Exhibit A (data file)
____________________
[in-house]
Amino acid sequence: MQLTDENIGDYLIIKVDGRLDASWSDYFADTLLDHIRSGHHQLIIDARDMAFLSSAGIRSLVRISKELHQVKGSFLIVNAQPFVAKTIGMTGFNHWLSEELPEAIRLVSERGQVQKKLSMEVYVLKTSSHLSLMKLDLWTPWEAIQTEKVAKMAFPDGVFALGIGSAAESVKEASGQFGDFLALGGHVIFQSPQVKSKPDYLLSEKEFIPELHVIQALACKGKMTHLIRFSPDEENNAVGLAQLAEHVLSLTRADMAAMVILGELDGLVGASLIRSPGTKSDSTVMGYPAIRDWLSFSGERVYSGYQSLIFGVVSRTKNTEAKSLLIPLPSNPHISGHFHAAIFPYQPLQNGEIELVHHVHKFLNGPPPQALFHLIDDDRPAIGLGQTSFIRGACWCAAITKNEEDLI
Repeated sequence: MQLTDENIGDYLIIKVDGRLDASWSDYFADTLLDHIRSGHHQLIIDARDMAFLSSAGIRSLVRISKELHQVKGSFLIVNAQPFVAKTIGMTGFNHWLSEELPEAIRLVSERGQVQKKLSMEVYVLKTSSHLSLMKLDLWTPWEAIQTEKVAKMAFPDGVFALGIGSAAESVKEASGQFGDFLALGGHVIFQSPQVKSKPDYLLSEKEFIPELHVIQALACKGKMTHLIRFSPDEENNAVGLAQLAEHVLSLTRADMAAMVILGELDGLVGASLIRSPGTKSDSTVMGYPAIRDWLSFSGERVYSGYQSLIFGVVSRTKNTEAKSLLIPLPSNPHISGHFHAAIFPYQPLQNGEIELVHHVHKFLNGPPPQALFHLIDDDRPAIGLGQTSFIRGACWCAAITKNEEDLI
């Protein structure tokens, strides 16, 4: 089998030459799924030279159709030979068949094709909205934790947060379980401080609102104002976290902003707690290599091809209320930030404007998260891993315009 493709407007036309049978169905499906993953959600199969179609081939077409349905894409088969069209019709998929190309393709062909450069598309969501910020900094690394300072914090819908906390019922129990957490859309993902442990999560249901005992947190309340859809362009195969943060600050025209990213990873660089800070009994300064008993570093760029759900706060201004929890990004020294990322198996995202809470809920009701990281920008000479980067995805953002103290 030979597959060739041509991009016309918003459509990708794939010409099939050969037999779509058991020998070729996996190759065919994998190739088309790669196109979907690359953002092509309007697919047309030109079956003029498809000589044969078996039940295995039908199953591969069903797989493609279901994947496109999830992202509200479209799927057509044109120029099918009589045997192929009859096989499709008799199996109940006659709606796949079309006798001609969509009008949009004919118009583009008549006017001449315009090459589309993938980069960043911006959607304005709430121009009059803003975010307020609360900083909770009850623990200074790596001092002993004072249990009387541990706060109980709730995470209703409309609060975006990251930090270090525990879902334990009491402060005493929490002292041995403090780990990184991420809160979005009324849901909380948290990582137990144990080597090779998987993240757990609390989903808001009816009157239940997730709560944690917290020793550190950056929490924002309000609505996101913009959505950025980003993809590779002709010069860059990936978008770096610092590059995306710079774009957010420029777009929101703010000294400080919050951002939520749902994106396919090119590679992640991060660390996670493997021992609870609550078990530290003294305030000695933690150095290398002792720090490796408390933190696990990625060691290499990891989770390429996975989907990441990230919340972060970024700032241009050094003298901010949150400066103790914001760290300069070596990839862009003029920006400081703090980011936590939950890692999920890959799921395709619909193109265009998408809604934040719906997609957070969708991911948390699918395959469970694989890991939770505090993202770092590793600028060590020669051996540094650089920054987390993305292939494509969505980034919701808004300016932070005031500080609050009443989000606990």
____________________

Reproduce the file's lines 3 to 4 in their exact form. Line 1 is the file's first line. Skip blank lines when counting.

Repeated sequence: MQLTDENIGDYLIIKVDGRLDASWSDYFADTLLDHIRSGHHQLIIDARDMAFLSSAGIRSLVRISKELHQVKGSFLIVNAQPFVAKTIGMTGFNHWLSEELPEAIRLVSERGQVQKKLSMEVYVLKTSSHLSLMKLDLWTPWEAIQTEKVAKMAFPDGVFALGIGSAAESVKEASGQFGDFLALGGHVIFQSPQVKSKPDYLLSEKEFIPELHVIQALACKGKMTHLIRFSPDEENNAVGLAQLAEHVLSLTRADMAAMVILGELDGLVGASLIRSPGTKSDSTVMGYPAIRDWLSFSGERVYSGYQSLIFGVVSRTKNTEAKSLLIPLPSNPHISGHFHAAIFPYQPLQNGEIELVHHVHKFLNGPPPQALFHLIDDDRPAIGLGQTSFIRGACWCAAITKNEEDLI
């Protein structure tokens, strides 16, 4: 089998030459799924030279159709030979068949094709909205934790947060379980401080609102104002976290902003707690290599091809209320930030404007998260891993315009 493709407007036309049978169905499906993953959600199969179609081939077409349905894409088969069209019709998929190309393709062909450069598309969501910020900094690394300072914090819908906390019922129990957490859309993902442990999560249901005992947190309340859809362009195969943060600050025209990213990873660089800070009994300064008993570093760029759900706060201004929890990004020294990322198996995202809470809920009701990281920008000479980067995805953002103290 030979597959060739041509991009016309918003459509990708794939010409099939050969037999779509058991020998070729996996190759065919994998190739088309790669196109979907690359953002092509309007697919047309030109079956003029498809000589044969078996039940295995039908199953591969069903797989493609279901994947496109999830992202509200479209799927057509044109120029099918009589045997192929009859096989499709008799199996109940006659709606796949079309006798001609969509009008949009004919118009583009008549006017001449315009090459589309993938980069960043911006959607304005709430121009009059803003975010307020609360900083909770009850623990200074790596001092002993004072249990009387541990706060109980709730995470209703409309609060975006990251930090270090525990879902334990009491402060005493929490002292041995403090780990990184991420809160979005009324849901909380948290990582137990144990080597090779998987993240757990609390989903808001009816009157239940997730709560944690917290020793550190950056929490924002309000609505996101913009959505950025980003993809590779002709010069860059990936978008770096610092590059995306710079774009957010420029777009929101703010000294400080919050951002939520749902994106396919090119590679992640991060660390996670493997021992609870609550078990530290003294305030000695933690150095290398002792720090490796408390933190696990990625060691290499990891989770390429996975989907990441990230919340972060970024700032241009050094003298901010949150400066103790914001760290300069070596990839862009003029920006400081703090980011936590939950890692999920890959799921395709619909193109265009998408809604934040719906997609957070969708991911948390699918395959469970694989890991939770505090993202770092590793600028060590020669051996540094650089920054987390993305292939494509969505980034919701808004300016932070005031500080609050009443989000606990």